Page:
You Can’t Fly With Your Thumbs

Johnny Can Read, But He Can’t Land

By Paul Bertorelli

Landing an airplane might not be particularly difficult, but doing it well consistently—especially in gusty conditions—isn’t easy. Year after year, this is reflected in the NTSB database. The leading type of accident for most aircraft is what we call R-LOCs or runway loss of control. This broad category describes a multitude of aeronautical blunders—from crosswind-induced excursions, to drop-ins, to landing long or short or just running into stuff. (Runway lights, localizer bars and, yes, cows.)

Lately, I’ve been researching LSA accidents and here the R-LOC problem is more pronounced. This is no surprise; LSAs are lightly wing loaded and most have much lighter control forces than do even the lightest certified aircraft, say the Cessna 152. Just as an example, I compared the R-LOC rate for 10 of the most popular LSAs to that for Cessna 152. It’s more than five times higher. In other words, on a per-hour occurrence basis, LSAs have five times more R-LOCs than do 152s.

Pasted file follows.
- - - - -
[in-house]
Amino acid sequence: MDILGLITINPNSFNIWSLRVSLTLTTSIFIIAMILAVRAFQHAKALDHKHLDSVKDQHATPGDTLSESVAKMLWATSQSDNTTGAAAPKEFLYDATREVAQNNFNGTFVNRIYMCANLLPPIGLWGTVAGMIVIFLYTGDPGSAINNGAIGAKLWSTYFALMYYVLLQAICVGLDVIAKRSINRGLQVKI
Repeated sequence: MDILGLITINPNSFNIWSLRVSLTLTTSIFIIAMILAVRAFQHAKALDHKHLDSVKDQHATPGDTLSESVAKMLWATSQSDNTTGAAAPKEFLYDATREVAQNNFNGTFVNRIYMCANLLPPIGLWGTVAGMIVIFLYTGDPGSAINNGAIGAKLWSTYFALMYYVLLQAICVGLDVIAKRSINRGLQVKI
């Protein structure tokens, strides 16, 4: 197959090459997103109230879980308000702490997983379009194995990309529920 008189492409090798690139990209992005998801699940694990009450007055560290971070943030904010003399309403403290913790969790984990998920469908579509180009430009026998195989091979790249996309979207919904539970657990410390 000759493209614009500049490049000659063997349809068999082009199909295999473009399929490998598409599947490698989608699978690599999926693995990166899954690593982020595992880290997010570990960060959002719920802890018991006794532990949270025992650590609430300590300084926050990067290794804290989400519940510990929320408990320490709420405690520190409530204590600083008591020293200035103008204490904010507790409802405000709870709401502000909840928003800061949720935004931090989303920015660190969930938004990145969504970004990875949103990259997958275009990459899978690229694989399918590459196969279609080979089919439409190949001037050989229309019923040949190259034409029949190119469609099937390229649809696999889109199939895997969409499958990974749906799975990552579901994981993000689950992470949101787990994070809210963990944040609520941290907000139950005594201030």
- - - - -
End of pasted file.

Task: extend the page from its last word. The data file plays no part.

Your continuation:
A caveat here: There aren’t that many LSAs flying so the fleet numbers aren’t high. Small number effect applies, meaning a few occurrences can swing the conclusion significantly. Nonetheless, that’s all the data we’ve got, so it’s fair game to consider it. Also, when accidents are considered on a per-registration basis as a sanity check, the trend is the same.

Why is this so? Can’t pilots be trained to master the light control forces LSAs have? Yes, they can, say instructors I’ve spoken to. But LSAs still may be more difficult to land. In a Cessna 150 or 152, a CFI can let the landing go fairly far awry before assuming control because those airplanes are more durable and also more likely to right themselves without aggressive intervention. LSA instructors say you can’t sit on your hands quite as long in Flight Design or a Remos.

Some instructors say the majority of, or at least many, LSA R-LOCs happen to older pilots who are transitioning from traditional airplanes into LSAs because they’re worried about their medicals. They’re used to heavier control forces and overcontrol the LSAs. The data I have doesn’t shed light on this because NTSB summaries don’t always contain pilot age and experience data for minor accidents. But the larger question isn’t so much why, but what to do to improve landing skills. Additional beatings with rolled up sectionals probably aren’t going to work.    Read More


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